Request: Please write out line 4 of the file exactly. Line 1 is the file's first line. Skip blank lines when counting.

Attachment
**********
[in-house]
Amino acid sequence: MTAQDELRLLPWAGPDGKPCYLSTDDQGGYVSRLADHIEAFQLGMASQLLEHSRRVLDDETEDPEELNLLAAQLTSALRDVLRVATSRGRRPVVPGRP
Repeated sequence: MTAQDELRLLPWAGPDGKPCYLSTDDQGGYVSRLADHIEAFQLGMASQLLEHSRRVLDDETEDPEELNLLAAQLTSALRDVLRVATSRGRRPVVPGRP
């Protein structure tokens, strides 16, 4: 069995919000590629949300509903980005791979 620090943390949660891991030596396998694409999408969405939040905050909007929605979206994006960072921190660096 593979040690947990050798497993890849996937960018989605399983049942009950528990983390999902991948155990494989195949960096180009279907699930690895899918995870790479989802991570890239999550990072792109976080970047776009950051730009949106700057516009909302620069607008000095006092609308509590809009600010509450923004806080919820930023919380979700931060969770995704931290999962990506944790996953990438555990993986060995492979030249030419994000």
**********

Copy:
């Protein structure tokens, strides 16, 4: 069995919000590629949300509903980005791979 620090943390949660891991030596396998694409999408969405939040905050909007929605979206994006960072921190660096 593979040690947990050798497993890849996937960018989605399983049942009950528990983390999902991948155990494989195949960096180009279907699930690895899918995870790479989802991570890239999550990072792109976080970047776009950051730009949106700057516009909302620069607008000095006092609308509590809009600010509450923004806080919820930023919380979700931060969770995704931290999962990506944790996953990438555990993986060995492979030249030419994000």